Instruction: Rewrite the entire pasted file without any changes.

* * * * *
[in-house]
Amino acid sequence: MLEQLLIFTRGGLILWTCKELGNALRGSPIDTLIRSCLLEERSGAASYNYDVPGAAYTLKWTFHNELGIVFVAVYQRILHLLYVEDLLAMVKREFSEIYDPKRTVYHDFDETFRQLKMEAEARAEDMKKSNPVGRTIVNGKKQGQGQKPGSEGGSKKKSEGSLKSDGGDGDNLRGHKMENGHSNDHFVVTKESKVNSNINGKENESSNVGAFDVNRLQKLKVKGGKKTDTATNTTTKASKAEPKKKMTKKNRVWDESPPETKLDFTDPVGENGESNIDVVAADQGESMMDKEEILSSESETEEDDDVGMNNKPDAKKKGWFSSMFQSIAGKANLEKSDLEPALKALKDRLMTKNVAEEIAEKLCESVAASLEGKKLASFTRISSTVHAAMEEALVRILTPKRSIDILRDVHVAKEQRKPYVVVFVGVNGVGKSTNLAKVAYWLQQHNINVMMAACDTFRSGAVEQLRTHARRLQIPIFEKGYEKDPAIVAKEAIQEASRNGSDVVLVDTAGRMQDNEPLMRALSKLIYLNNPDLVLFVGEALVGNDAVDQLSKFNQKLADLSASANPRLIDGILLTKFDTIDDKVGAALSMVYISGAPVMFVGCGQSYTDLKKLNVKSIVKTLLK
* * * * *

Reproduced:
[in-house]
Amino acid sequence: MLEQLLIFTRGGLILWTCKELGNALRGSPIDTLIRSCLLEERSGAASYNYDVPGAAYTLKWTFHNELGIVFVAVYQRILHLLYVEDLLAMVKREFSEIYDPKRTVYHDFDETFRQLKMEAEARAEDMKKSNPVGRTIVNGKKQGQGQKPGSEGGSKKKSEGSLKSDGGDGDNLRGHKMENGHSNDHFVVTKESKVNSNINGKENESSNVGAFDVNRLQKLKVKGGKKTDTATNTTTKASKAEPKKKMTKKNRVWDESPPETKLDFTDPVGENGESNIDVVAADQGESMMDKEEILSSESETEEDDDVGMNNKPDAKKKGWFSSMFQSIAGKANLEKSDLEPALKALKDRLMTKNVAEEIAEKLCESVAASLEGKKLASFTRISSTVHAAMEEALVRILTPKRSIDILRDVHVAKEQRKPYVVVFVGVNGVGKSTNLAKVAYWLQQHNINVMMAACDTFRSGAVEQLRTHARRLQIPIFEKGYEKDPAIVAKEAIQEASRNGSDVVLVDTAGRMQDNEPLMRALSKLIYLNNPDLVLFVGEALVGNDAVDQLSKFNQKLADLSASANPRLIDGILLTKFDTIDDKVGAALSMVYISGAPVMFVGCGQSYTDLKKLNVKSIVKTLLK